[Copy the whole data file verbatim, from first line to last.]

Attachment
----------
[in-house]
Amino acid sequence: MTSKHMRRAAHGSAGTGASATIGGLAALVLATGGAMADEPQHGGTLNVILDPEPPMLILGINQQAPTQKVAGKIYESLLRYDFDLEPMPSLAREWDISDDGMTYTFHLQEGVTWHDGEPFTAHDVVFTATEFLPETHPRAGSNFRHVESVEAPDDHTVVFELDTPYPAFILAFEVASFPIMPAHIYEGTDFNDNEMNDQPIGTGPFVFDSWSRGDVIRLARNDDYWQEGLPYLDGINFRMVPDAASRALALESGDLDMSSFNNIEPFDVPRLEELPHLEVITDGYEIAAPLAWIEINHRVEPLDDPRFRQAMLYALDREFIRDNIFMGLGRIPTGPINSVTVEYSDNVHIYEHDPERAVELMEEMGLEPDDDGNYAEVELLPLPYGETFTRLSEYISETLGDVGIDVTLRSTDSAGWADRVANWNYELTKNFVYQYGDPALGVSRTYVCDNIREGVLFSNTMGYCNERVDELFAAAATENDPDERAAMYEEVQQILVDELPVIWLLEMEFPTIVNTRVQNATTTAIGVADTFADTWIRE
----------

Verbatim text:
[in-house]
Amino acid sequence: MTSKHMRRAAHGSAGTGASATIGGLAALVLATGGAMADEPQHGGTLNVILDPEPPMLILGINQQAPTQKVAGKIYESLLRYDFDLEPMPSLAREWDISDDGMTYTFHLQEGVTWHDGEPFTAHDVVFTATEFLPETHPRAGSNFRHVESVEAPDDHTVVFELDTPYPAFILAFEVASFPIMPAHIYEGTDFNDNEMNDQPIGTGPFVFDSWSRGDVIRLARNDDYWQEGLPYLDGINFRMVPDAASRALALESGDLDMSSFNNIEPFDVPRLEELPHLEVITDGYEIAAPLAWIEINHRVEPLDDPRFRQAMLYALDREFIRDNIFMGLGRIPTGPINSVTVEYSDNVHIYEHDPERAVELMEEMGLEPDDDGNYAEVELLPLPYGETFTRLSEYISETLGDVGIDVTLRSTDSAGWADRVANWNYELTKNFVYQYGDPALGVSRTYVCDNIREGVLFSNTMGYCNERVDELFAAAATENDPDERAAMYEEVQQILVDELPVIWLLEMEFPTIVNTRVQNATTTAIGVADTFADTWIRE